Eighty-six people accused of links with Ergenekon to stand trial in
Turkey Oct. 20
26.07.2008 16:53 GMT+04:00
/PanARMENIAN.Net/ Eighty-six people, accused of creating an armed
terrorist group to overthrow the government, will go on trial on
October 20. A Turkish court agreed on Friday to hear the controversial
Ergenekon case, accepting the 2455-page indictment.
The first hearing of the case will be held on October 20 at a prison
complex in Silivri town of Istanbul because of the large number of
The indictment said the investigation led the officials to a terrorist
organization named Ergenekon, which has not been the subject of any
criminal case previously and which has different objectives and
activities when compared to other terrorist organizations.
"It has been determined that the nearest goal of the organization is
to carry out activities that will cause governmental weakness in the
country and to create a chaotic atmosphere that will spoil the public
order, moreover, as a final goal, the organization aims to make people
approve an unlawful attempt to be carried out against the government
in such a chaotic atmosphere and to take over the government through
an unlawful intervention," the indictment said.
Prosecutors accuse so-called Ergenekon gang of at least two violent
acts initially blamed on Islamists – the 2006 bombing of a secularist
newspaper and an armed attack on a top court the same year in which a
senior judge was killed.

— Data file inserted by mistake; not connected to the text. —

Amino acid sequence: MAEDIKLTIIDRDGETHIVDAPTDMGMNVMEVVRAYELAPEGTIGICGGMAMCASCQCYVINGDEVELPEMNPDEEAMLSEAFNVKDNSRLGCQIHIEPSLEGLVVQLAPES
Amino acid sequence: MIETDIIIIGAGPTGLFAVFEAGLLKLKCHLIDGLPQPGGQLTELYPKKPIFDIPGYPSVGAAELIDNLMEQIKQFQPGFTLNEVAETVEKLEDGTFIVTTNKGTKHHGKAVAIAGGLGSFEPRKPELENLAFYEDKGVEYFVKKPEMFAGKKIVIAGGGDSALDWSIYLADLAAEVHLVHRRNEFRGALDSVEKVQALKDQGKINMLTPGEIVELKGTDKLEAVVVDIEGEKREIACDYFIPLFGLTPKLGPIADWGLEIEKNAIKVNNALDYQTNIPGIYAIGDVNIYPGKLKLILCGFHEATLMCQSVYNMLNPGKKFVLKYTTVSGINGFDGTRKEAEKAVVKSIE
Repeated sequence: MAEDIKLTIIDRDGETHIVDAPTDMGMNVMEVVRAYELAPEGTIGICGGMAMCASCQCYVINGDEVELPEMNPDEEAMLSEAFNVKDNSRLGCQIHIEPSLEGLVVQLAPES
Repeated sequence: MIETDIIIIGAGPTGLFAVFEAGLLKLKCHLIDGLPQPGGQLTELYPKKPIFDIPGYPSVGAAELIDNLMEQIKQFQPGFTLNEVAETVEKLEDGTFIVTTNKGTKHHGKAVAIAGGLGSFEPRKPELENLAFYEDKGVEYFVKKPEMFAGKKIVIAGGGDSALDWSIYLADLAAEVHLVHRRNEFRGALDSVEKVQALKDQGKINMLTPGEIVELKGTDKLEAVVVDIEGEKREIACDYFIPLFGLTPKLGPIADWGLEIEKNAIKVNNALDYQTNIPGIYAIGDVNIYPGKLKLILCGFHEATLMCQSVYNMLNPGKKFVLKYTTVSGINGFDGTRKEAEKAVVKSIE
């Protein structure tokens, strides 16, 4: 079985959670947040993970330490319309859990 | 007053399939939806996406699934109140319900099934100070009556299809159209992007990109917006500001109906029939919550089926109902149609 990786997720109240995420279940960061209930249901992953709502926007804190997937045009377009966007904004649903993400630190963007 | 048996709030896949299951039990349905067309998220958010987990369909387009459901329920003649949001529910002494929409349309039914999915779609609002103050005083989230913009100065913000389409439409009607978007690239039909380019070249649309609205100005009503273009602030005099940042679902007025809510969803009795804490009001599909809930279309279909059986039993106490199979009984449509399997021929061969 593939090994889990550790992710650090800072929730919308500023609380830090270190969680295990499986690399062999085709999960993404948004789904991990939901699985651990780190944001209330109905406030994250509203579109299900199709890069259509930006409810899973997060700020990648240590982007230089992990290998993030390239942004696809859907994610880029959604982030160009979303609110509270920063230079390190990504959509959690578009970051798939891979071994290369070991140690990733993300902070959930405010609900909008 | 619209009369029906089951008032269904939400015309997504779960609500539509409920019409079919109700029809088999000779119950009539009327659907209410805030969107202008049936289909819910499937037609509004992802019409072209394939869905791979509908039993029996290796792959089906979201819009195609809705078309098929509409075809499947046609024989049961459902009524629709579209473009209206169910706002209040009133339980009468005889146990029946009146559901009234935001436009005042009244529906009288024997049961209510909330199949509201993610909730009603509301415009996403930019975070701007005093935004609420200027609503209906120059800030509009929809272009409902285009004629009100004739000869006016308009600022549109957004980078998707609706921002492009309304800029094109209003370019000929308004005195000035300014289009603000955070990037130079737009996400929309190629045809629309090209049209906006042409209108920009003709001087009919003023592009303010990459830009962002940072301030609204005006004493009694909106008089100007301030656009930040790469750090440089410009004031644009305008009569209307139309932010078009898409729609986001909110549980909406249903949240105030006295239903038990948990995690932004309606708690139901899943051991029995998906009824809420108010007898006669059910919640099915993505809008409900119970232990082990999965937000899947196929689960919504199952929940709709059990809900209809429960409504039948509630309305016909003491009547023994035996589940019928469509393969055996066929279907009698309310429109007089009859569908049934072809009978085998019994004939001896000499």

The group is also accused of planning to assassinate some prominent
Turks in the past few years, including the Prime Minister Tayyip
Erdogan, army chief Gen. Yasar Buyukanit, 2006 Nobel literature
laureate Orhan Pamuk, pro-government journalist Fehmi Koru and some
pro-Kurdish Democratic Society Party (DTP) officials.
The indictment added the gang is not linked to the Turkish armed
forces and National Intelligence Agency (MIT).
The long waited indictment was submitted only two weeks ago, although
the Ergenekon case started 13 months ago with the discovery of
grenades in a house in Istanbul’s Umraniye district.
The lack of the indictment in the operation, and the detainment of
anti-AKP politicians, journalists and intellectuals without any legal
charge raised eyebrows in Turkey, as many questioned whether the
operation is being used to suppress opponents of the ruling party.
Apart from the 86 already indicted, about 20 other people, including
two retired four-star generals, a popular journalist and a prominent
businessman, are awaiting charges, some of them in prison.
An additional indictment would be prepared for those detained in the
sixth wave of the operation in July 1, including Kemalist Thought
Association Chairman Retired Gen. Sener Eruygur, Retired Gen. Hursit
Tolon and Ankara Chamber of Commerce (ATO).
The film director Halis Yavuz Isiklar, who had been also taken into
custody in the same wave, was released late on Friday by the Istanbul
Turkish public is divided over the issue, even some question whether
such organization exists or it is just a cover to suppress the
The extent of the operation had widened since the closure case against
the AKP filed in March. Although the closure case and the Ergenekon
case are separate legal processes, Erdogan had linked the two cases
saying the closure case against the AKP was filed due to the
government’s determination in the Ergenekon case, Hurriyet reports.